The exploits of Jo Polniaczek and Blair Warner carry this film, unsurprisingly, since that’s what generally carried the show for so long as well. The absence of a laugh track, the confusion around the identities of Jo and Blair’s love interests, and the beautiful Australian settings make this a worthwhile companion piece to the great series.

5/10 Salem’s Lot Is One Of The Best Stephen King AdaptationsReggie Nalder as Kurt Barlow in Salem's Lot

Stephen King adaptations have been all over pop culture for decades, but few are as good as Tobe Hooper’s made-for-TV version of Salem’s Lot from 1979. Hooper, whose Texas Chain Saw Massacre came five years prior, was the perfect director in retrospect to helm this 183-minute offering which debuted on CBS.

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The evocative atmosphere of this film is absolutely spellbinding, and the decision to make the vampire Kurt Barlow nonvocal makes the character far more effective in the context of the film. The mood, the performances, James Mason’s in particular, and the story of lost innocence and corrupting influence make for a well-spent three-hour experience.

4/10 The Executioner’s Song Does Justice To Norman Mailer’s True Crime NovelGary Gilmore (Tommy Lee Jones) and his lawyer in The Executioner's Song

Norman Mailer won a Pulitzer Prize for his novel The Executioner’s Song, and he provided the screenplay for this 1982 TV film adaptation directed by Lawrence Schiller and distributed by NBC. This story of the life of Gary Gilmore, who pushed for his own execution, laid the foundation for Tommy Lee Jones to win an Emmy Award for his performance.

This is a film that deals with a subject that isn’t easy to swallow, but it’s also captivating. Jones is incredible as Gilmore, and Rosanna Arquette as Nicole Baker, who forms an unsteady bond as two lost souls trying to find something solid for themselves, while Gilmore tries to get beyond his misfortunes.

3/10 Dark Night Of The Scarecrow Is A Great Piece Of Moody HorrorShot of the Scarecrow from Dark Night of the Scarecrow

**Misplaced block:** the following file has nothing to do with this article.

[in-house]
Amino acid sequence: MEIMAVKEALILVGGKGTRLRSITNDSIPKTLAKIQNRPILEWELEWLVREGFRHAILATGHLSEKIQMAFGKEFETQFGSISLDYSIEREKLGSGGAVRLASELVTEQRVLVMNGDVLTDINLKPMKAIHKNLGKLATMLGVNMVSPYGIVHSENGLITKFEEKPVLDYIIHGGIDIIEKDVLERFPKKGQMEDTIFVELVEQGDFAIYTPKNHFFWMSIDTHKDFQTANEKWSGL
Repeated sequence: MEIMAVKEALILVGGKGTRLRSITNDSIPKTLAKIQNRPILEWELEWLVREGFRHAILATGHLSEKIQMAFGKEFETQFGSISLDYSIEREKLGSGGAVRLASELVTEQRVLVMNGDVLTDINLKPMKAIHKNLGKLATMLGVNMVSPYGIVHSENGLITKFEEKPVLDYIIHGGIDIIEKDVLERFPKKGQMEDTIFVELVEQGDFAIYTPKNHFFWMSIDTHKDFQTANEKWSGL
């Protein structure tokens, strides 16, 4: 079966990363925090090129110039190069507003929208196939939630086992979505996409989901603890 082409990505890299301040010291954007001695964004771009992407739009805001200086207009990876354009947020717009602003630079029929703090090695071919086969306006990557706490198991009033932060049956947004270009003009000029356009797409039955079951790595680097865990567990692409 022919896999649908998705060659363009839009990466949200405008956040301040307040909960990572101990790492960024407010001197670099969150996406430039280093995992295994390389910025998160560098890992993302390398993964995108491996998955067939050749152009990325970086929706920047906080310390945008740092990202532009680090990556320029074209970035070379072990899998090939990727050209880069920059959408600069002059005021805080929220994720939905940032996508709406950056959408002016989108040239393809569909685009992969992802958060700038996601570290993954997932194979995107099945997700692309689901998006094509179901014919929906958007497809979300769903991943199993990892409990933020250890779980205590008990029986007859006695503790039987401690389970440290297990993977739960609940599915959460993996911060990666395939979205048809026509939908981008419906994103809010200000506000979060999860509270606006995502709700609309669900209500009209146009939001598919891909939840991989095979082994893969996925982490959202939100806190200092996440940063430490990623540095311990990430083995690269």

Plenty of bad made-for-TV horror films have been made over the last several decades. In contrast, CBS’ Dark Night of the Scarecrow from 1981 is one of the absolute best. Frank De Felitta’s film deals with the murder of a man with an intellectual disability at the hands of a mob of townsfolk.

Few horror films of this era handle the crafting of mood and atmosphere as well as this one. It also manages its expectations exceptionally well. It never becomes clear whether a supernatural force is taking revenge or if the guilt and shame of the characters get them killed. The audience is constantly left adrift, trying to discover any answers to this dark, unsettling conundrum.

2/10 That Certain Summer Was A Huge Step Forward For Television FilmsHal Holbrook, Scott Jacoby, and Martin Sheen in That Certain Summer

Lamont Johnson’s Emmy-nominated That Certain Summer from 1972 is remembered as one of the first sympathetic depictions of gay characters on television. The film, which debuted on ABC, sports great performances from Hal Holbrook and Martin Sheen and an excellent script.

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The 73-minute film moves at a remarkable pace while it contends with the process of making Doug Salter’s (Hal Holbrook) son understand his romantic situation. This is ultimately a heartwarming experience because of how promising the film tries to be about homosexual acceptance in society.

1/10 Duel Is One Of Steven Spielberg’s Best FilmsPeterbilt 281 tanker truck from Duel

Arguably no director is more synonymous with American cinema in the 1970s than Steven Spielberg, and his 1971 effort Duel, originally aired on ABC, is one of his absolute best films. Although nowhere near as well-known as most other films he’s made, the film maintains a strong cult following among lovers of low-budget shockers.

The mysteriousness surrounding the film’s antagonist leads to its effectiveness. The audience is never presented with the identity of this truck driver, and the suspense the deranged driver carries in his mad pursuit of David Mann (Dennis Weaver) makes this film well worth seeing. One of Spielberg’s greatest managements of pacing.